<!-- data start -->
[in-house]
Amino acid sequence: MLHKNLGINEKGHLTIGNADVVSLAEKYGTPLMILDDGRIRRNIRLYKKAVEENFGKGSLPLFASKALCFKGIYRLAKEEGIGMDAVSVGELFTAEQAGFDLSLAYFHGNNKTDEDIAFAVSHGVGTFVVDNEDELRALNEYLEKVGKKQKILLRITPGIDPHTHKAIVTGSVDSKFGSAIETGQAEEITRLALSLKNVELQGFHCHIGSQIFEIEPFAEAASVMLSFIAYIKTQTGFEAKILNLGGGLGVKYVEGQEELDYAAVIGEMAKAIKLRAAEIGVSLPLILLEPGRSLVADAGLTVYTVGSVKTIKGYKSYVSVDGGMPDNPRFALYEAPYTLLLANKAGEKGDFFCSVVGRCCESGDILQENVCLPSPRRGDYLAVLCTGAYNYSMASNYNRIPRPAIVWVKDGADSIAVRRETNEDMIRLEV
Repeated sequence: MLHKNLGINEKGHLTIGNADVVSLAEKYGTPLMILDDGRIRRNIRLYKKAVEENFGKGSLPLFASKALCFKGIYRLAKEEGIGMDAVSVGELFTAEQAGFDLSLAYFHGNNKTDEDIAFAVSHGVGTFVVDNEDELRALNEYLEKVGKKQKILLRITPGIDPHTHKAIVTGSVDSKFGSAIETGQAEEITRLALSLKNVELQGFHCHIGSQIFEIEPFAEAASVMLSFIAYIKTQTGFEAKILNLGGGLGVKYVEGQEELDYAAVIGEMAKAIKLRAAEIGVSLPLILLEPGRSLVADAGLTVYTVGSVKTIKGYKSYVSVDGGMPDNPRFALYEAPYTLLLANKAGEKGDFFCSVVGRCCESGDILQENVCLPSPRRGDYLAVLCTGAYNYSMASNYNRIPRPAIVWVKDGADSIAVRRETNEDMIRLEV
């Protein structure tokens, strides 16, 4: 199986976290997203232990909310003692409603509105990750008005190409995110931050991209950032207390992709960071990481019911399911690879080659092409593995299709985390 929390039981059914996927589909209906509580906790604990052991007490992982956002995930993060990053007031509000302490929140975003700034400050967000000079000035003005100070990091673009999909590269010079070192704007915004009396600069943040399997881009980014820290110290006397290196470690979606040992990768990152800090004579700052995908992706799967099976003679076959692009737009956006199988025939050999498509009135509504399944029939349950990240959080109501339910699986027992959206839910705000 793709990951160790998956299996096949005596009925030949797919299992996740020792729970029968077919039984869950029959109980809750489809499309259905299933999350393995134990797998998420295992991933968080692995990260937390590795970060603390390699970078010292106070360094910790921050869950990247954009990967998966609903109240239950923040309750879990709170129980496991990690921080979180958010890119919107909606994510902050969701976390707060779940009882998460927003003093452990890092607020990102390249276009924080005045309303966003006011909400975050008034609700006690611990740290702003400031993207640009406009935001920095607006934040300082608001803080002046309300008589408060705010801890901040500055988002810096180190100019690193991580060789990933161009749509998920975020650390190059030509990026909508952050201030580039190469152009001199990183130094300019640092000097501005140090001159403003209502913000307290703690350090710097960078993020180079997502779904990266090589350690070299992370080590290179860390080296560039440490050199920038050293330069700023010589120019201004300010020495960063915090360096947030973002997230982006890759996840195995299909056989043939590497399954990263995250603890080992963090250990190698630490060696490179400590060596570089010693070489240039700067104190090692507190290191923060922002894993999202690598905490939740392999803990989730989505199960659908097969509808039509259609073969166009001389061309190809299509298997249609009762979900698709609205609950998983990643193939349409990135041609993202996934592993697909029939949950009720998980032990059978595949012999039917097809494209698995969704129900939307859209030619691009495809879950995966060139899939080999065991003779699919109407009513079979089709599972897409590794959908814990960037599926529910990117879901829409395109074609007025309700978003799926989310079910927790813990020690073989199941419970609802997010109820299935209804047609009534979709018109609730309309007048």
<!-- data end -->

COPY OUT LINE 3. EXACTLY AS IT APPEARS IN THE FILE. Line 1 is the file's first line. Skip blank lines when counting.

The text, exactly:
Repeated sequence: MLHKNLGINEKGHLTIGNADVVSLAEKYGTPLMILDDGRIRRNIRLYKKAVEENFGKGSLPLFASKALCFKGIYRLAKEEGIGMDAVSVGELFTAEQAGFDLSLAYFHGNNKTDEDIAFAVSHGVGTFVVDNEDELRALNEYLEKVGKKQKILLRITPGIDPHTHKAIVTGSVDSKFGSAIETGQAEEITRLALSLKNVELQGFHCHIGSQIFEIEPFAEAASVMLSFIAYIKTQTGFEAKILNLGGGLGVKYVEGQEELDYAAVIGEMAKAIKLRAAEIGVSLPLILLEPGRSLVADAGLTVYTVGSVKTIKGYKSYVSVDGGMPDNPRFALYEAPYTLLLANKAGEKGDFFCSVVGRCCESGDILQENVCLPSPRRGDYLAVLCTGAYNYSMASNYNRIPRPAIVWVKDGADSIAVRRETNEDMIRLEV